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Bob Dobbs

Church of the SubGenius

This is considered a parody religion that satirizes religion,, unidentified flying objects, conspiracy theories, and other paranormal beliefs. This religion gained prominence in the 1980s and 1990s when it was based out of Dallas, Texas. It’s an active religion currently on the Internet. In 1980 the publicity arm of the Church of the SubGenius was formed called The SubGenius Foundation. The Foundation's president is "Reverend" Ivan Stang (Doug Smith) and the Vice President is Dr. Philo Drummond (Steve Wilcox). In 1988 there was said to be 3,500 members and in 1990 that figure jumped to 5,000. By the year 2003 it was said to be close to 10,000 members.

How the Church Started

In 1980 the church published their first pamphlet. This found acceptance in the underground pop culture of college campuses, in the underground music scene, and eventually on the Internet. The Church of the SubGenius claims to have been founded in 1953 by J. R. "Bob" Dobbs called the "world's greatest salesman.” He was seen in many of the "can you draw this" ads commonly found in the back of comic books in the 1950s and 1960s.

The Church is often called an offshoot of the tenets of Discordianism but the member’s state that the organization developed on its own with the SubGenius first pamphlet which is known as The World Ends Tomorrow And You May Die! It was written by Ivan Stang and Dr. Philo Drummond. The church gained the interest of many writers, artists and musicians interested in the group as it developed

Internet

As the Internet developed in the 1990s there was a renewed interest in the church resulted in many homemade websites devoted to the church. There was also two newsgrouops called alt.slack and alt.binaries.slack. Later there was a third newsgroup called alt.binaries.multimedia.slack. The current SubGenius webpage is maintained by Ivan Stang. There’s a weekly radio show called the Hour of Slack which is a staple on many college campuses.

Late 1990s Early 2000s

In 1996, Stang and Steve Bevilacqua, owner of the Flying Lemur Bookstore in Cleveland, Ohio, worked together to manage the corporate entity of the church, the SubGenius Foundation Inc. This effort helped to revive the church through the late and into the early years of the 2000s. Bevilacqua retire from church management in order to support his wife. The first X-Day gathering also took place at Brushwood Folklore Center in Sherman, New York in 1996, and the annual church festival continued there until 2011, when it moved to the Wisteria Campground in Ohio.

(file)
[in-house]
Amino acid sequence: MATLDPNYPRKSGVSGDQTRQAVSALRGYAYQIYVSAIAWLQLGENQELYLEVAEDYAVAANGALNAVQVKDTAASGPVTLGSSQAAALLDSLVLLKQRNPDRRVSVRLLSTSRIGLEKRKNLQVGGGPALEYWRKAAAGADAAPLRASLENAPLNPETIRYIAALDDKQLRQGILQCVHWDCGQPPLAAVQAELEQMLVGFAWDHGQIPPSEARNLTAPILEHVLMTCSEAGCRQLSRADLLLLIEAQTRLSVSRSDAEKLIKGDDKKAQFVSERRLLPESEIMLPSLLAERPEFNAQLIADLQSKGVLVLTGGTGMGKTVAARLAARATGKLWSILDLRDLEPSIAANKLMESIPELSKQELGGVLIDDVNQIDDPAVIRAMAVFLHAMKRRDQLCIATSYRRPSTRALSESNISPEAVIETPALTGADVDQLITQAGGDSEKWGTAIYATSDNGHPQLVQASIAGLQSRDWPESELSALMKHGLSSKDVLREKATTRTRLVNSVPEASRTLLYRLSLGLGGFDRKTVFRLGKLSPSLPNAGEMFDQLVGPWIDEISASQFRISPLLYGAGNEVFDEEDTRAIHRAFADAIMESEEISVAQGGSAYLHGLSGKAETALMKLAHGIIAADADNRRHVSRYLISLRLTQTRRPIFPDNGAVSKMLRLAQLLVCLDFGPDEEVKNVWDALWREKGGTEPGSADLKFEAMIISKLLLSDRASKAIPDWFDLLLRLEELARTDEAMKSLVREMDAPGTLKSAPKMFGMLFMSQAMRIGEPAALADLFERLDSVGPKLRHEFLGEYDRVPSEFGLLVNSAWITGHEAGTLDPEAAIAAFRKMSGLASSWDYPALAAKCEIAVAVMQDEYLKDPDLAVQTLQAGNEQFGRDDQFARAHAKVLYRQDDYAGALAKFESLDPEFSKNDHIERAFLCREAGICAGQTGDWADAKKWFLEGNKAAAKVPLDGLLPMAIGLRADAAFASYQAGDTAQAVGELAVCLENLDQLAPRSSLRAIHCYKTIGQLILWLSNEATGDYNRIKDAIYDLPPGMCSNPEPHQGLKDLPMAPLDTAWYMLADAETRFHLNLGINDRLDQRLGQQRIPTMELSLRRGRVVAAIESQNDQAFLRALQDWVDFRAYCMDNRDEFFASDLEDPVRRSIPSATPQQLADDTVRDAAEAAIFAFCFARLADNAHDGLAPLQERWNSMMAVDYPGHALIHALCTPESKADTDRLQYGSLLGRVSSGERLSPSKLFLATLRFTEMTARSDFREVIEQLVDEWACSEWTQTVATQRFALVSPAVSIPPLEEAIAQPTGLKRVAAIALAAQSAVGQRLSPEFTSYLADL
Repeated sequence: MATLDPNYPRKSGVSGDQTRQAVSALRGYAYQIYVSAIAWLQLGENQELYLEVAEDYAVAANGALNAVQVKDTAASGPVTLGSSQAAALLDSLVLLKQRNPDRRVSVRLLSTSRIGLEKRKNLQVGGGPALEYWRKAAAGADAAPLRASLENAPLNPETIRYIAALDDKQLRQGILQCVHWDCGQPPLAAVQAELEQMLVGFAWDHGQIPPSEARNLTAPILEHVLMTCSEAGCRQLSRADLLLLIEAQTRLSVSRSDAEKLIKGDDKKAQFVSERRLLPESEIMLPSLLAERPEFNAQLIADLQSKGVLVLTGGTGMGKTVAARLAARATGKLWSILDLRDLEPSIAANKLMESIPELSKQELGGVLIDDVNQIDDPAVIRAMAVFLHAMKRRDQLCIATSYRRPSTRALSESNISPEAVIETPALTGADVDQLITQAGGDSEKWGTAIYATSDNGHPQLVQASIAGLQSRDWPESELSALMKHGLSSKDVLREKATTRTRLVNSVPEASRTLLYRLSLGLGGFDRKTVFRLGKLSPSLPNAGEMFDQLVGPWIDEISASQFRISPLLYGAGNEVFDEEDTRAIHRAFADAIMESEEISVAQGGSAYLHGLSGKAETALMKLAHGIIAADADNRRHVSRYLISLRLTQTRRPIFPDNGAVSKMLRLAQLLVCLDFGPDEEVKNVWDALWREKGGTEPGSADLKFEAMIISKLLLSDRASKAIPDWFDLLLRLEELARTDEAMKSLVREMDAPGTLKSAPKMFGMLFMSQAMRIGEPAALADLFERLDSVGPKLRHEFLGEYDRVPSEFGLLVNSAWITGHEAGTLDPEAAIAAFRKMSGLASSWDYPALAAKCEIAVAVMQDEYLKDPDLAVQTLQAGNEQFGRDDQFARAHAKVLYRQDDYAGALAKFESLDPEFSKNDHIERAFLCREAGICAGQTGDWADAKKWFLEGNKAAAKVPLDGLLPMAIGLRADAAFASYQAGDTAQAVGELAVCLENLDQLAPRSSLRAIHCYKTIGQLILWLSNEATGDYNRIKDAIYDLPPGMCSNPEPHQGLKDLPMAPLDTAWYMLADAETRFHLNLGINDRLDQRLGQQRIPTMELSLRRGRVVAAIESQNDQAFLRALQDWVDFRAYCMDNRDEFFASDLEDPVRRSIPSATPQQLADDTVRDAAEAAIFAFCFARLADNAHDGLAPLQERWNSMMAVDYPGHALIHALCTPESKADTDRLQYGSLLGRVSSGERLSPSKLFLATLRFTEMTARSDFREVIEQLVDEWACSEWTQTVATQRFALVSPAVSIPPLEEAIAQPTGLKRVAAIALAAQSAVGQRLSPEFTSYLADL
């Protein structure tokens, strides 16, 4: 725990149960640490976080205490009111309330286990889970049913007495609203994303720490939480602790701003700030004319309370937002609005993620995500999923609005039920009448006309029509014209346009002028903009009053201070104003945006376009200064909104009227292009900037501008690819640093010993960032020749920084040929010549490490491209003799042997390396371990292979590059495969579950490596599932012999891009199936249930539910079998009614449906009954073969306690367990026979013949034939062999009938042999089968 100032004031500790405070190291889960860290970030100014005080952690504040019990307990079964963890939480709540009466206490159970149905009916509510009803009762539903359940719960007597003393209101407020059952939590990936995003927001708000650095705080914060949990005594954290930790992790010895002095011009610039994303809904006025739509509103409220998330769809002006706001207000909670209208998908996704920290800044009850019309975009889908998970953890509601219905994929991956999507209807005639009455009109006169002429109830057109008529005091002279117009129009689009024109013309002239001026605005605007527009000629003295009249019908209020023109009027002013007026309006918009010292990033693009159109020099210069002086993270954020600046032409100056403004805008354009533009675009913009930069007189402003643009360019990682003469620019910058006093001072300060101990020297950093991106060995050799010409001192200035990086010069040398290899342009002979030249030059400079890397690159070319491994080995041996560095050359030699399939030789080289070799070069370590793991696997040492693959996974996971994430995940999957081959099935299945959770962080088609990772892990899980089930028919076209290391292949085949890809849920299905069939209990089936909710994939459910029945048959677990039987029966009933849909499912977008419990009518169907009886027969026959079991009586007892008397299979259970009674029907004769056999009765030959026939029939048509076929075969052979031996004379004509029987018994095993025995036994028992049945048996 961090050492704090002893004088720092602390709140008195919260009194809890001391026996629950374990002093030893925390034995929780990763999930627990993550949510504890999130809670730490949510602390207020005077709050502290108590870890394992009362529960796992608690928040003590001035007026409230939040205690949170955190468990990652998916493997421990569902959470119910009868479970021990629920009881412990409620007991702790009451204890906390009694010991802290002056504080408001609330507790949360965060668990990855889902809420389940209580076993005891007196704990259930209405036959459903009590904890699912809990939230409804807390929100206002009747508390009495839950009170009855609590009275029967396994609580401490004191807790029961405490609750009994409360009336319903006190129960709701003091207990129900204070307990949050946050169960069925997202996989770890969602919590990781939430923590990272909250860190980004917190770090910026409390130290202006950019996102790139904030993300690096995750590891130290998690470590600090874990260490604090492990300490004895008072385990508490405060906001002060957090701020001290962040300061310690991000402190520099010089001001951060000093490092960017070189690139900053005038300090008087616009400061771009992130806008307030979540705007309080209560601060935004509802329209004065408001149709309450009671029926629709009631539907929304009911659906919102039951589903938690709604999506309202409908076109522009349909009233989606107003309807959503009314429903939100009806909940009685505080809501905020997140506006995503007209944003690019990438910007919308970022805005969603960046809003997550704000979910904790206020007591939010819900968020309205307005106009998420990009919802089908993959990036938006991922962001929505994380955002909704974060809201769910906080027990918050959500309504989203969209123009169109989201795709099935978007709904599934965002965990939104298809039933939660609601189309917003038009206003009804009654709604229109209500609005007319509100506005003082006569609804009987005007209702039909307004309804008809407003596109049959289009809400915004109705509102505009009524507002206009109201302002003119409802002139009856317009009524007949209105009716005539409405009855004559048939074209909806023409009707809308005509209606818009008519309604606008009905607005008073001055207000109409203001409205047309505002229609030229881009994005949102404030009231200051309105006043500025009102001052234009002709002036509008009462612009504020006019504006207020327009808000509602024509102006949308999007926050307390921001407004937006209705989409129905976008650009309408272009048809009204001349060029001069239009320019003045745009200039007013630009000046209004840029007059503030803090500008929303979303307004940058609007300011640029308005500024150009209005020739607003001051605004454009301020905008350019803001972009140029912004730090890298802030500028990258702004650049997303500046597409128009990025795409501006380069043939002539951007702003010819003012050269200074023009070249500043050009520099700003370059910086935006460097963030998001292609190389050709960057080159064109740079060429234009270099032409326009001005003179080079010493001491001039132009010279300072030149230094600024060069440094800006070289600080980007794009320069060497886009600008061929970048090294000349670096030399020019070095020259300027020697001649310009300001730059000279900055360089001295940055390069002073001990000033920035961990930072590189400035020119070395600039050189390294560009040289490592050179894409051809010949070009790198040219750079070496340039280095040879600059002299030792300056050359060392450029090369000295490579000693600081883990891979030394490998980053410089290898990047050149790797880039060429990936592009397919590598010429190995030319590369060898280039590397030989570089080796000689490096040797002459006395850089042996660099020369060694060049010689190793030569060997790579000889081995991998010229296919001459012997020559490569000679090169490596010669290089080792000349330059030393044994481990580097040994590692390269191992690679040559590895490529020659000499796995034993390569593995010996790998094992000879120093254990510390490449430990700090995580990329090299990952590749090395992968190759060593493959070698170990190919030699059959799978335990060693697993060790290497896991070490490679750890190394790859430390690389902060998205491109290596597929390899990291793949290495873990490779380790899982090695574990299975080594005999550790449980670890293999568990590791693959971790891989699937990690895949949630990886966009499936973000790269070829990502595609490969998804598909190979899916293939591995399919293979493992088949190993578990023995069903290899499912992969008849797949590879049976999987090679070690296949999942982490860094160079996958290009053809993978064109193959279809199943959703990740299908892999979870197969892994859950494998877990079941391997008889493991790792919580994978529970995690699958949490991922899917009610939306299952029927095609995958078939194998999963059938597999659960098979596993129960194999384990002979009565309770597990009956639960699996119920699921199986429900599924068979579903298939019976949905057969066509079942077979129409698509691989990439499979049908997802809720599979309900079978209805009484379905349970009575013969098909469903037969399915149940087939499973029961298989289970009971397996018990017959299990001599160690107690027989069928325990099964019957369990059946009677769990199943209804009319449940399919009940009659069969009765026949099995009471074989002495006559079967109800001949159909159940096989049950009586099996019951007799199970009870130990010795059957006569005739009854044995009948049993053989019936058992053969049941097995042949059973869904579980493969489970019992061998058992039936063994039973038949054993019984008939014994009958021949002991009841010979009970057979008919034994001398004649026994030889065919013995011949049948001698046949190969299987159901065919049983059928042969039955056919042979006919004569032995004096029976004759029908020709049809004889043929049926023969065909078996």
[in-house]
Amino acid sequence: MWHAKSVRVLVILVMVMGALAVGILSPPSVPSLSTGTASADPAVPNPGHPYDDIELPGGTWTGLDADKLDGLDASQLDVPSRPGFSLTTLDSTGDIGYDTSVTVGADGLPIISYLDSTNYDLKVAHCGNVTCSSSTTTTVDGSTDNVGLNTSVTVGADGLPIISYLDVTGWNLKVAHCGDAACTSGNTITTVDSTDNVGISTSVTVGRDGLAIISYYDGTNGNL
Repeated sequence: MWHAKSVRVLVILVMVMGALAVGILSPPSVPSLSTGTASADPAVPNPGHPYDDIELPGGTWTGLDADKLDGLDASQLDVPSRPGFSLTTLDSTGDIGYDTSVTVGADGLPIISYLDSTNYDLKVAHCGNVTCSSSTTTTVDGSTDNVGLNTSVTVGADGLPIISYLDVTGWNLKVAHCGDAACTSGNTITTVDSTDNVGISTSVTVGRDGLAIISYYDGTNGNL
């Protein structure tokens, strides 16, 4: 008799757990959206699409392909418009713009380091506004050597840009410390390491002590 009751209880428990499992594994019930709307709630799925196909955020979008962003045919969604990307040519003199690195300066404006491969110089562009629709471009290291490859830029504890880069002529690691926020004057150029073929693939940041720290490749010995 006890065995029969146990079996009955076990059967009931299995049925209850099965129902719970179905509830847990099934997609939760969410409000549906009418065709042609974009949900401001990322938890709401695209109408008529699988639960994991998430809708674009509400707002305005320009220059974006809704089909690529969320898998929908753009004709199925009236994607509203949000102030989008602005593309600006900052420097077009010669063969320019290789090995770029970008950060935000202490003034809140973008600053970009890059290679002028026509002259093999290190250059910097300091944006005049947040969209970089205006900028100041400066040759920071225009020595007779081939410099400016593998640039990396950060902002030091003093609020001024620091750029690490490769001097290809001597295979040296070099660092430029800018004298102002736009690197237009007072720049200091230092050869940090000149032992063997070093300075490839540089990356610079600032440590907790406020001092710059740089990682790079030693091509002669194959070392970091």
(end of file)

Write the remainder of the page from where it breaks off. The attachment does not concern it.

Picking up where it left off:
Celebrities

Composer Frank Zappa wrote in his autobiography The Real Frank Zappa Book that he agreed with many of the beliefs of the church but he didn’t want to join as a full member of the church. Comic book author Warren Ellis has stated the influence of the church on his writings.

Church Philosophy

The church is an order of Scoffers and Blasphemers, dedicated to Total Slack.  They parody many New Age terms and Scientology ideologies.  The central belief in the church is the pursuit of Slack, which generally stands for the sense of freedom, independence, and original thinking that comes when you stop worrying about personal goals. The organization portrays itself as place for blasphemers, mutants, disbelievers, rebels, outcasts, hackers, and freethinkers. It’s a place for people who consider themselves out of the mainstream society. A member of the church is called a "SubGenius", the plural of which is "SubGenii.” The church is a satire that mocks religion. The church is incorporated as a profit-making enterprise and is known for blatant appeals for money from believers and non-believers alike. Anyone can become an ordained SubGenius minister by paying a fee of US$35 for a lifetime membership and there are no other requirements for it.  The church encourages humor, comedy, parody, and satire far more than most religious faiths. This belief is probably why the church is seen on one level as an elaborate joke.

Devivals

SubGenius gatherings, or Devivals, can be seen as a combination of religious preaching, stand-up comedy, and rock concerts. When the local members of the church hold a Devival in their area, it typically occurs at a popular nightclub.

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